Marine Iguanas were one of the top attractions for me in wanting to go to Galápagos: maybe even the top single attraction, apart from the 'entire experience'. I was delighted to find that they're not only numerous but also extremely approachable.
Sadly, it was difficult to make good photos of them, partly because it was difficult getting them separated from each other, and partly because it was difficult getting separation between them and the dark lava backgrounds!
(Oh, and you're not allowed, by park regulations, to use flash)
Both of these tended to be particular problems on Fernandina where the sub-species is the least coloured, but where the breeding grounds hold huge numbers, who don't seem to mind all piling up on each other.
Marine Iguanas are the only marine lizards in the world, and they are only found on the Galápagos islands. They swim by undulating their long tails. According to Charles Darwin, an adult male survived for an hour underwater. The big males go underwater to graze on algae: towards the end of the week, I was overjoyed to find myself snorkelling directly over one.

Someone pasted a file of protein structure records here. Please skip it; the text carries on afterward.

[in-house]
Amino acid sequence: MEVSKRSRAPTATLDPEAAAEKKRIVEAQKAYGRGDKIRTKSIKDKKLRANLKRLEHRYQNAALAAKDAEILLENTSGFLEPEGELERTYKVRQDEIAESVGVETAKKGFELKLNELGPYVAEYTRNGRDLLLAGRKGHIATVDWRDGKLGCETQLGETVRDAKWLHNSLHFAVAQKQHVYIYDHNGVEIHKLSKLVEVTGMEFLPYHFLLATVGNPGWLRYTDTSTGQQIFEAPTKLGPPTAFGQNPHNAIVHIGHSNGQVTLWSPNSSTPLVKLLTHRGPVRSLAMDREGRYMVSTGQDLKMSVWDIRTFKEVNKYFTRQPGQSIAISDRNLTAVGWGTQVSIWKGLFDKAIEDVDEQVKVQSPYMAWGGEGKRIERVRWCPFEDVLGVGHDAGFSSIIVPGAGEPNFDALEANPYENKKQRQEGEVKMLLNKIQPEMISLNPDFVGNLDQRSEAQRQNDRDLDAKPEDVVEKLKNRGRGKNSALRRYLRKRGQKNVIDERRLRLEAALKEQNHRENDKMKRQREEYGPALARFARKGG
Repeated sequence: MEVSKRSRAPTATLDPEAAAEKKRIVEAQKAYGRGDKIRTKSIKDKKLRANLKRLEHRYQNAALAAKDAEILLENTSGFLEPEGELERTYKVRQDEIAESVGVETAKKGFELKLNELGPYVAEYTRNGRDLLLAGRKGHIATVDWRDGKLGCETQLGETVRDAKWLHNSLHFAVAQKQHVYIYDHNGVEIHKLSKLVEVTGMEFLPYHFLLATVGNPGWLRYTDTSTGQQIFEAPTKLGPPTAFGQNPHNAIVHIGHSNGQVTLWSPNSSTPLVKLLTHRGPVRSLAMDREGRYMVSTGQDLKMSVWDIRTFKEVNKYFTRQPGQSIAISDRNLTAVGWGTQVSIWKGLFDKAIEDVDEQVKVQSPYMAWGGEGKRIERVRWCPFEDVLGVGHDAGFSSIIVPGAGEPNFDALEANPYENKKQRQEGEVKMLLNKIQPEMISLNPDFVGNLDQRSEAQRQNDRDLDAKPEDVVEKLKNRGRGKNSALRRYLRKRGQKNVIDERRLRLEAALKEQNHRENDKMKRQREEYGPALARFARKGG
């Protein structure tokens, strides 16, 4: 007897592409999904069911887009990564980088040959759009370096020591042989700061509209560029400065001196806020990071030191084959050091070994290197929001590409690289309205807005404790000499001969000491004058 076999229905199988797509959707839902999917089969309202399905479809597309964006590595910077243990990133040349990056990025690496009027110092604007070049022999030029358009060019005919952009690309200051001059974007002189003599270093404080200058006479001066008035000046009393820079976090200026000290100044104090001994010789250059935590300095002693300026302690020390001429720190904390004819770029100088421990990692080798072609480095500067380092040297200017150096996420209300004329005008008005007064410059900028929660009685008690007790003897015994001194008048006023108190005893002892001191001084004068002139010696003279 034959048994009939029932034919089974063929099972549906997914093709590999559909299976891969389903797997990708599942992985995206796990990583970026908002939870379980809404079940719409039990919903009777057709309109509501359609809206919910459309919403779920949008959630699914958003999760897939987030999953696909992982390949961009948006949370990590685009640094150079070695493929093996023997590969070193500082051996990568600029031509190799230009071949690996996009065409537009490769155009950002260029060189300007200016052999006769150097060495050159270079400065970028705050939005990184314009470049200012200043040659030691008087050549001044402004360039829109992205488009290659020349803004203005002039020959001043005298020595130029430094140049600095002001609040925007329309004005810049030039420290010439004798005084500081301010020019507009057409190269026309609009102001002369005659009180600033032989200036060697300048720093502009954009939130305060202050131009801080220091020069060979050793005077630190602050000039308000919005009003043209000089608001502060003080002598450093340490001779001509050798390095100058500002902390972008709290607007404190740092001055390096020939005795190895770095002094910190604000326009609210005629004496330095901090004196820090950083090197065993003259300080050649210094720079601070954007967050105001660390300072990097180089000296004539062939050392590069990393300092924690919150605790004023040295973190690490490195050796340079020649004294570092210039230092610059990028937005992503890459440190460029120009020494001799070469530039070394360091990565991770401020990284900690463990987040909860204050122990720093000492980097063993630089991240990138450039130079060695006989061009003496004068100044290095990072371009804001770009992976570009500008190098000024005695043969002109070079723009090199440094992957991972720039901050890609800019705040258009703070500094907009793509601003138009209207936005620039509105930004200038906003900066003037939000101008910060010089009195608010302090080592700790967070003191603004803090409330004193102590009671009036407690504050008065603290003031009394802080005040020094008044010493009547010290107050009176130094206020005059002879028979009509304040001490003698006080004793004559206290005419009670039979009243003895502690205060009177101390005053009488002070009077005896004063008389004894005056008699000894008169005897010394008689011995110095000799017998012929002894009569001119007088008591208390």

However, they can also graze algae in the inter-tidal zone. Their scientific name, Amblyrhynchus means 'blunt-nosed'. Their blunt nose helps them get closer to the rocks from which they crop the algae, and their teeth seem almost conical, all the better to graze with.
P. Baquerizo M'o
Giant Prickly Pear
Farewell dinner '05
Life on Board
> Marine Iguanas
Seen en route